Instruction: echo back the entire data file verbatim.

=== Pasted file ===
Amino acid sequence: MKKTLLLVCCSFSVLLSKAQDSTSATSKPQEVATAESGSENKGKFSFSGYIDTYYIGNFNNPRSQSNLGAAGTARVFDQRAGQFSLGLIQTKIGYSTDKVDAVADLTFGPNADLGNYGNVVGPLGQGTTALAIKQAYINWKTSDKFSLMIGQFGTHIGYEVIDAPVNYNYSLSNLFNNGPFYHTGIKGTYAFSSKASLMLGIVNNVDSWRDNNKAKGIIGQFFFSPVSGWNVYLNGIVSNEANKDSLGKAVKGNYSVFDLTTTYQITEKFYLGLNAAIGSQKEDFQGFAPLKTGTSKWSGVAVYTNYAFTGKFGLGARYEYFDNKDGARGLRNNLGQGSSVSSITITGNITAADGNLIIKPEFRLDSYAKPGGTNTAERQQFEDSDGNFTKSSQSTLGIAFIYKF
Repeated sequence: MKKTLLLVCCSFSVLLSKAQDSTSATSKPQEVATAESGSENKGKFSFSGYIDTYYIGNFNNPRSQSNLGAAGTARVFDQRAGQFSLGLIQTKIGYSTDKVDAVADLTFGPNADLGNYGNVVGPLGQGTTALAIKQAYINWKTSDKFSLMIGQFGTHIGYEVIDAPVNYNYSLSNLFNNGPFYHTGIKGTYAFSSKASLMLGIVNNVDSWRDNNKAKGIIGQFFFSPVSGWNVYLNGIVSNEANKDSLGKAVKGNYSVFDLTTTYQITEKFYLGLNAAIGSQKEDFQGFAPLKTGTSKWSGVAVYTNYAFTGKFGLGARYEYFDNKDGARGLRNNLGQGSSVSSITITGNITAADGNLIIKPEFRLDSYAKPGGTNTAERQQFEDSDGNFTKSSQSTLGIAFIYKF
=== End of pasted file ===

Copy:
Amino acid sequence: MKKTLLLVCCSFSVLLSKAQDSTSATSKPQEVATAESGSENKGKFSFSGYIDTYYIGNFNNPRSQSNLGAAGTARVFDQRAGQFSLGLIQTKIGYSTDKVDAVADLTFGPNADLGNYGNVVGPLGQGTTALAIKQAYINWKTSDKFSLMIGQFGTHIGYEVIDAPVNYNYSLSNLFNNGPFYHTGIKGTYAFSSKASLMLGIVNNVDSWRDNNKAKGIIGQFFFSPVSGWNVYLNGIVSNEANKDSLGKAVKGNYSVFDLTTTYQITEKFYLGLNAAIGSQKEDFQGFAPLKTGTSKWSGVAVYTNYAFTGKFGLGARYEYFDNKDGARGLRNNLGQGSSVSSITITGNITAADGNLIIKPEFRLDSYAKPGGTNTAERQQFEDSDGNFTKSSQSTLGIAFIYKF
Repeated sequence: MKKTLLLVCCSFSVLLSKAQDSTSATSKPQEVATAESGSENKGKFSFSGYIDTYYIGNFNNPRSQSNLGAAGTARVFDQRAGQFSLGLIQTKIGYSTDKVDAVADLTFGPNADLGNYGNVVGPLGQGTTALAIKQAYINWKTSDKFSLMIGQFGTHIGYEVIDAPVNYNYSLSNLFNNGPFYHTGIKGTYAFSSKASLMLGIVNNVDSWRDNNKAKGIIGQFFFSPVSGWNVYLNGIVSNEANKDSLGKAVKGNYSVFDLTTTYQITEKFYLGLNAAIGSQKEDFQGFAPLKTGTSKWSGVAVYTNYAFTGKFGLGARYEYFDNKDGARGLRNNLGQGSSVSSITITGNITAADGNLIIKPEFRLDSYAKPGGTNTAERQQFEDSDGNFTKSSQSTLGIAFIYKF